World Teacher’s Day 2023: Let’s build and sustain a cadre of skilled teachers as a continental imperative

Today is World Teacher’s Day. On this day, ADEA commemorates and recognizes the efforts, sacrifices and commitments of those who are central in molding Africa’s future: teachers. 

This annual international event was established in 1994, following the signing of the 1966 UNESCO/ILO recommendation which set the benchmark for teachers' rights and conditions worldwide. The resonance of World Teachers’ Day 2023 amplifies the strides we have made, as a continent, since that significant year. Hence, this year is an occasion to re-evaluate and rejuvenate our commitment to education through teacher development.

In 2023, the World Teachers' Day celebrations focuses on the theme; "The teachers we need for the education we want: The global imperative to reverse the teacher shortage". This theme could not be more instructive for Africa given the levels of teacher shortages on the continent. The 2022 Global Education Monitoring Report (GEM-R)/ADEA’s Spotlight report on foundational learning says that countries in sub-Saharan Africa must recruit 2.3m teachers, and replace a further 3.8m teachers, if they must achieve the objectives of SDG4 and CESA 16-25 by 2030. Yet UNESCO argues that Africa needs 15m teachers across all learning levels to achieve SDG4 and CESA 16-25 targets. Instructively, Africa’s teacher to pupil ratio at primary and secondary levels ranks the lowest globally at 1:58 and 1:43, respectively (UNESCO, 2018).

In addition to managing large classrooms, teacher experiences across Africa should be able to encourage our best minds to join the teaching work force. This calls for increasing the provision of appropriate learning aids to support their work. Greater spotlight is also needed on teacher welfare, apart from improving their earnings. Nearly two years of COVID-19 pandemic also impacted the capacity and motivation of teachers to ensure learning delivery and continuity. Those deployed to rural and hard to reach locations are, in some instances, not additionally incentivized for the extra sacrifice to deliver learning in such environments. Equally, in many countries, teacher continuing professional development (CPD) is not structured to address emergent teaching methods. The result is that many of the children in Africa learn poorly, learning poverty deepens and Africa’s future is left in frenzied jeopardy. These must change now!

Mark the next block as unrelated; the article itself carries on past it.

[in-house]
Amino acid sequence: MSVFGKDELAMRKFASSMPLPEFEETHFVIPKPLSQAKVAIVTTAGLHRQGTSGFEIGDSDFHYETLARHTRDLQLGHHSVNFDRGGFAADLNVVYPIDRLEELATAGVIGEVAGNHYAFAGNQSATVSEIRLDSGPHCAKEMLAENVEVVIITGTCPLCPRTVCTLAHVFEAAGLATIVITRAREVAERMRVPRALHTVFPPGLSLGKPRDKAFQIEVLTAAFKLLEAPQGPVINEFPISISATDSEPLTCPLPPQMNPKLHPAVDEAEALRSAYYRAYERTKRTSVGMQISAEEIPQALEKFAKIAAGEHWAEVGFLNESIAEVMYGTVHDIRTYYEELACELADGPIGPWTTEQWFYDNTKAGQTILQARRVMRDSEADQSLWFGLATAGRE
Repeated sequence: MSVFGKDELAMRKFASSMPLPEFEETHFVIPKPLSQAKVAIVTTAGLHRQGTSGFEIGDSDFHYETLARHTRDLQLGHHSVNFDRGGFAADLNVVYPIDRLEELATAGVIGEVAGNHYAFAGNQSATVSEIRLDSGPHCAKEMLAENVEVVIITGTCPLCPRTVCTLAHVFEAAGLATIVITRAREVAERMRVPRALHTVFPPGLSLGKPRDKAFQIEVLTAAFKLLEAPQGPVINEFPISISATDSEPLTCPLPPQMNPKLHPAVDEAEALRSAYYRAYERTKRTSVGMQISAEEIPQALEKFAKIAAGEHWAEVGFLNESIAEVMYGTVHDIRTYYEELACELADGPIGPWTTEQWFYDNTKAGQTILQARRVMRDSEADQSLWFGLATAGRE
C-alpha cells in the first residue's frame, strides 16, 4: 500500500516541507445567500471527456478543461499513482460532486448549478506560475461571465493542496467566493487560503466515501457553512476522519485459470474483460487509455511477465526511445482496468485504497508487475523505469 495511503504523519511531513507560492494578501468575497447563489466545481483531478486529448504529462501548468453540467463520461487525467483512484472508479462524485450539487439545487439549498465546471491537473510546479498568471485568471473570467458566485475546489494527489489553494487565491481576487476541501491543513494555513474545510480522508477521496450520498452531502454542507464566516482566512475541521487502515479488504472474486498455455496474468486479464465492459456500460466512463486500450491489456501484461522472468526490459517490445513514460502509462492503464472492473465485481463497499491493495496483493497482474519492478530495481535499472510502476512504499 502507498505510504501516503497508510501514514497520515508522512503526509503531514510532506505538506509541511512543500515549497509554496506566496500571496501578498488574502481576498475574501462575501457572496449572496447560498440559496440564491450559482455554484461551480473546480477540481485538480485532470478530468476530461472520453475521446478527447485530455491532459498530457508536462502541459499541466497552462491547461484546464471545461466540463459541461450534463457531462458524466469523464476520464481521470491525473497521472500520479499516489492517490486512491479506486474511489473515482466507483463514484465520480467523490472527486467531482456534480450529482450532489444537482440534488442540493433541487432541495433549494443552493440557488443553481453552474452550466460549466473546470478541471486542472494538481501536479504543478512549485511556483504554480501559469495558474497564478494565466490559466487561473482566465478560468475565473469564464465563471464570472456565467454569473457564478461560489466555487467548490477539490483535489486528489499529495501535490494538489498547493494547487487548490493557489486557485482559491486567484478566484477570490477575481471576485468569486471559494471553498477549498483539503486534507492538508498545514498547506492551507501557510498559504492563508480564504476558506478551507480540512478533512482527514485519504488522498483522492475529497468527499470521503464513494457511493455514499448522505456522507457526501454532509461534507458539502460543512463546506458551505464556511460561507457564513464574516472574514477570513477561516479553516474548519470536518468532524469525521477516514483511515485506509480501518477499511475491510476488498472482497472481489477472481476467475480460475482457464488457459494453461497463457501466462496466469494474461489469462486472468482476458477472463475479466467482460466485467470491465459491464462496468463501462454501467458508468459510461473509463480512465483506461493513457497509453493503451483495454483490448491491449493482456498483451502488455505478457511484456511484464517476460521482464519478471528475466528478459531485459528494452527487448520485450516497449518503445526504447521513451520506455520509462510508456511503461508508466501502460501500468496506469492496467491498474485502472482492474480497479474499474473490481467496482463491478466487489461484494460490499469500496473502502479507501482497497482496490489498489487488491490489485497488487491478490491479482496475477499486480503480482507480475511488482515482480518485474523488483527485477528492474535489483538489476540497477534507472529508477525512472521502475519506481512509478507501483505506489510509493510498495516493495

Teachers in Africa deserve to be treated better and rewarded commensurate to the efforts they put in but also to the scale of the responsibility they bear. They are the architects of tomorrow and a poorly designed future can be catastrophic. Additionally, a growing African school age population will continue to demand more qualified teachers at all education levels. ADEA calls on African governments and education stakeholders in Africa to support adequate resourcing of the teaching capacity.

Happily, the status of teachers will feature copiously, in ADEA’s upcoming High-Level Policy Dialogue Forum on Foundational Learning where we will discuss policy-level experiences aimed at improving teaching for foundational learning, extract long- and short-term policy lessons about teacher recruitment, deployment, and retention and explore the subjects of curriculum, pedagogical practices in teaching and assessment as well as teacher continuing professional development. Our Africa Learning Together podcast series have also interrogated the concept of teacher support with key topics that explored the value of retired teachers, as well as the creation of a social space – Teacher’s Lounge.

Africa will be home to a billion children and adolescents under 18 years by 2050. Therefore, it must be considered a continental imperative to build and sustain the supply of a cadre of skilled persons to groom these population into economic and development movers and shapers for Africa. ADEA supports such a cause and will continue to put itself at the disposal of member countries, as we work together, with other partners, to address challenges in teacher shortages and in education in general.

Therefore, ADEA calls on member countries and stakeholders to:

  1. Prioritize the welfare and conditions of service of teachers at all levels and identify and reward dedicated and innovative teachers, especially those working in challenging conditions.
  2. Improve support to teachers by providing teaching aid and enhancing working conditions.
  3. Prioritize teacher capacity building and continuing professional development (CPD).
  4. Incorporate the efforts and experience of retired teachers, especially in supervision and CPD, while also leveraging the capacity of volunteer teachers.
  5. Collect and leverage quality data to inform teacher decisions e.g., deployment, retention, and training.
  6. Participate in the upcoming HLPDF to leverage lessons and insights from models on teacher recruitment, deployment and retention that have worked.


Happy 2023 World Teachers Day!